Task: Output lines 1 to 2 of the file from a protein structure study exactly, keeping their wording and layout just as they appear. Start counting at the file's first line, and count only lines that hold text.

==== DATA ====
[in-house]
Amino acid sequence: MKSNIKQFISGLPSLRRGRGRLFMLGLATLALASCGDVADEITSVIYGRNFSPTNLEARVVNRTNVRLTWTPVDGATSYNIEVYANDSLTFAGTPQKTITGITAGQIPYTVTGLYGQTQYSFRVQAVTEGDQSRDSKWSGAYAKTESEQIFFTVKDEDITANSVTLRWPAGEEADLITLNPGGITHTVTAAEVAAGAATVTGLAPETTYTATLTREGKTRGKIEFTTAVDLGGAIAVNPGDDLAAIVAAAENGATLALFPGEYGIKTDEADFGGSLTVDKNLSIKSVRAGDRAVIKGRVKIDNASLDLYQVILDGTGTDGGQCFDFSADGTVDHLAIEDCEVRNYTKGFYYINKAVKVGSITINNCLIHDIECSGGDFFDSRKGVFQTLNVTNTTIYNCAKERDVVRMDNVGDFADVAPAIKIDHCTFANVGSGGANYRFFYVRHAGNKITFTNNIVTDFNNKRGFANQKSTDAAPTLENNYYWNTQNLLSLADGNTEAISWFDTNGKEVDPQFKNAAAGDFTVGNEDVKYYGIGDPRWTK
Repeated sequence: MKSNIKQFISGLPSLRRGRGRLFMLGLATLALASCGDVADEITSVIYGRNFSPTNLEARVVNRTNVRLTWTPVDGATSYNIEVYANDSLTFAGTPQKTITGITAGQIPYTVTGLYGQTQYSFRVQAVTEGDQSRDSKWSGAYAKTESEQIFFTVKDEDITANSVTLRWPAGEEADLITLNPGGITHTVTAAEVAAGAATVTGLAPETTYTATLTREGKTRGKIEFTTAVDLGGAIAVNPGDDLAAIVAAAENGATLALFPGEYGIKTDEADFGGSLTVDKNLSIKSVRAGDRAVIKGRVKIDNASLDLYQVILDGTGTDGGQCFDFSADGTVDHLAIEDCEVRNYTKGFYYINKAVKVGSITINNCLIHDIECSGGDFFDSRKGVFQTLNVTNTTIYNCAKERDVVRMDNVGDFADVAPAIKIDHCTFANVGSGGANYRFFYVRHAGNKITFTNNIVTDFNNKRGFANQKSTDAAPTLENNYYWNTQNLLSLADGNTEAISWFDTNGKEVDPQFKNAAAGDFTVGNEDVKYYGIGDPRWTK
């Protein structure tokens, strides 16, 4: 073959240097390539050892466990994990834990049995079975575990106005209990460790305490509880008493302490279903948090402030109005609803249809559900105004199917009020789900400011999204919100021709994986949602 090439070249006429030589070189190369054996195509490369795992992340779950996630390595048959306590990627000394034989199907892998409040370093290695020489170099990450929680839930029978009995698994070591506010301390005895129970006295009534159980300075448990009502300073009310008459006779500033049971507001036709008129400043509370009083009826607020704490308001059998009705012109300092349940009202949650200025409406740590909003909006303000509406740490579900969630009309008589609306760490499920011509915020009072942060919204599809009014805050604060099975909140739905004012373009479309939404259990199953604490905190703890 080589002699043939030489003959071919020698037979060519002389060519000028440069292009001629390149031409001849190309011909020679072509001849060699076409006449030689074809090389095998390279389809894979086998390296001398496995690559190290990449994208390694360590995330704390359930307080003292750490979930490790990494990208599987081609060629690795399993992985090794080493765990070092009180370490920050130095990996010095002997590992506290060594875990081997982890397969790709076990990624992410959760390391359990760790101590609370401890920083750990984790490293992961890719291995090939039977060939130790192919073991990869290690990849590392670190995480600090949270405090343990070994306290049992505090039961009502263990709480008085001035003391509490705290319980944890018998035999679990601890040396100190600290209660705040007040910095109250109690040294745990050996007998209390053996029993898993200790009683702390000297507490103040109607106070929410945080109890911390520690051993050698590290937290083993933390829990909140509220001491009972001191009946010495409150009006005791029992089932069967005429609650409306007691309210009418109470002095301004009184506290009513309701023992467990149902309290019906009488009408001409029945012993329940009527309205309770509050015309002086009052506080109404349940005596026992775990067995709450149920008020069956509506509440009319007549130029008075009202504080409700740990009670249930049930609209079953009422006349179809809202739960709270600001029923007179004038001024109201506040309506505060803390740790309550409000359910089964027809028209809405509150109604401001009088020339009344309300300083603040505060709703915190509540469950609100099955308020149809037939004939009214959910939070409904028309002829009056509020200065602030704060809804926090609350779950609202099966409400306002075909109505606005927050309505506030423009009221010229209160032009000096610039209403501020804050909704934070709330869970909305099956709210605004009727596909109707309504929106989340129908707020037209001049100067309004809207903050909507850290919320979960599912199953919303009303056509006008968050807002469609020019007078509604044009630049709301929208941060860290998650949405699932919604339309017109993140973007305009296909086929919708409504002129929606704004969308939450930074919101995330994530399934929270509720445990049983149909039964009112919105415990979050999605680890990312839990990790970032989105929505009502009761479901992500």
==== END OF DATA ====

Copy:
[in-house]
Amino acid sequence: MKSNIKQFISGLPSLRRGRGRLFMLGLATLALASCGDVADEITSVIYGRNFSPTNLEARVVNRTNVRLTWTPVDGATSYNIEVYANDSLTFAGTPQKTITGITAGQIPYTVTGLYGQTQYSFRVQAVTEGDQSRDSKWSGAYAKTESEQIFFTVKDEDITANSVTLRWPAGEEADLITLNPGGITHTVTAAEVAAGAATVTGLAPETTYTATLTREGKTRGKIEFTTAVDLGGAIAVNPGDDLAAIVAAAENGATLALFPGEYGIKTDEADFGGSLTVDKNLSIKSVRAGDRAVIKGRVKIDNASLDLYQVILDGTGTDGGQCFDFSADGTVDHLAIEDCEVRNYTKGFYYINKAVKVGSITINNCLIHDIECSGGDFFDSRKGVFQTLNVTNTTIYNCAKERDVVRMDNVGDFADVAPAIKIDHCTFANVGSGGANYRFFYVRHAGNKITFTNNIVTDFNNKRGFANQKSTDAAPTLENNYYWNTQNLLSLADGNTEAISWFDTNGKEVDPQFKNAAAGDFTVGNEDVKYYGIGDPRWTK